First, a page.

The rules of the game suddenly changed and the points of leverage shifted. The power elite, who once leveraged the plantations, now could leverage the masses, and to much better ends on larger scales. This was not an accident. The growth of demand for sugar was a machination of those in power (Mintz 1985:64).
It is argued that by the mid 19th century, the increased production and seemingly ubiquitous consumption of sugar, among other factors, can be traced to the meanings of sugar to both the elite and lower classes. Mintz defines these meanings of sugar as a relationship between “inside” and “outside” meaning. Outside meaning of power refers to the overt actions of the power elite and the brokers of sugar production. Planters, bankers, slaves, shippers, refiners, and others constitute the outside and are both directly and indirectly responsible for the policies and laws designed to protect and increase the trade and availability of sugar (as well as other tropical goods such as molasses, rum and tobacco). The inside meaning takes a page from Clifford Geertz’s “webs of significance” and refers to the internalization of codes of behavior and food habits (Stein 1986:363). While perhaps simplistic, it is argued that to the elite, while no longer important as an ingestible, sugar was critical to economic growth and political gain, and to the proletariat, sugar became an symbolic, but illusory elixir to the hardworking, powerless realities of a life of labor.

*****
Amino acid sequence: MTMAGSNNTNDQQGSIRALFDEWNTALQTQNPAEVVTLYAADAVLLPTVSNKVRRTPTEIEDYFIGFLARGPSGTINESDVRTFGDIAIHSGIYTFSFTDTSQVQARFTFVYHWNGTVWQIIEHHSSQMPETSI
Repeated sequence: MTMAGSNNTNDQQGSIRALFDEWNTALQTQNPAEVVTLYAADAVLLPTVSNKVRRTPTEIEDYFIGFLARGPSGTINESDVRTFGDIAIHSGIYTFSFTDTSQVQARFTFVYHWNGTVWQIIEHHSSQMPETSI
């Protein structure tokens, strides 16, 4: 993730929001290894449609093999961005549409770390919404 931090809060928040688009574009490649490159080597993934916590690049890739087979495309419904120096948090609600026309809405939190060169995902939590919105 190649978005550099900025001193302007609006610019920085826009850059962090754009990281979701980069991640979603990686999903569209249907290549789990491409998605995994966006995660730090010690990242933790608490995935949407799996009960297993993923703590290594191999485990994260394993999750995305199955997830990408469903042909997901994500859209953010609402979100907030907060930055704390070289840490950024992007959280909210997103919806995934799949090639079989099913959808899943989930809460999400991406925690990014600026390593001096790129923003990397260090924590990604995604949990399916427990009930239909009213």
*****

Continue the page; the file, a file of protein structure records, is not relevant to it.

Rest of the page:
“Sugar, declining in price, increasing in its convenience, and finding itself used in more and more ways appreciated by the population, became a major source of calories for the British” (Ross 1987:104). Furthermore, sugar increased the caloric content of the proletariat diet without increasing quantities of meat, fish, and poultry (Mintz 1985:193). In this way, sugar as a dietary staple of the proletariat, was a propeller of labor force output and productivity. Mintz argues that the cultural, economic and political realities based around sugar, helped determine the means by which capitalism developed during the 19th century (Wright 1986:111). Therefore sugar had a hand in the success of Britain’s industrial revolution and economic acceleration, and “is closely connected to England’s fundamental transformation from a hierarchical, status based, medieval society to a social-democratic, capitalist and industrial society” (Mintz 1985:185).
Mintz’s claim that sugar’s production and consumption played a key role in the creation of a capitalist and industrial society in Britain is bold. While the perspective is illuminating, it is perhaps grandiose to imagine that a single commodity alone could have triggered the wealth acceleration and economic and political transition that resulted in Britain’s ascension as the focal point of economic control in Europe, and at the time, the world. While sugar alone may not be the single determinant, Mintz’s analysis of sugar does serve as an important lens through which to understand the strategic machinations of trade, manipulative consumption, and power.
Goldfrank, Walter L.
1987 Review of Sweetness and Power. In Theory and Society 16(4):640-641.
Marino, John A.
1987 Review of Sweetness and Power. In The Journal of Modern History 59(3):549-551.
Mintz, Sidney W.
1985 Sweetness and Power. United States: Viking Penguin Inc.
1986 Review of Sweetness and Power. In Man 21(3):575.
Ross, Clark G.
1987 Review of Sweetness and Power. In Ethnohistory 34(1):103-105.
Stein, Stanley J.
1986 Review of Sweetness and Power. In The American Historical Review 91(2):362-363.
Wright, Winthrop R.
1986 A Nexus of Transformations. In Science 232(4746):111.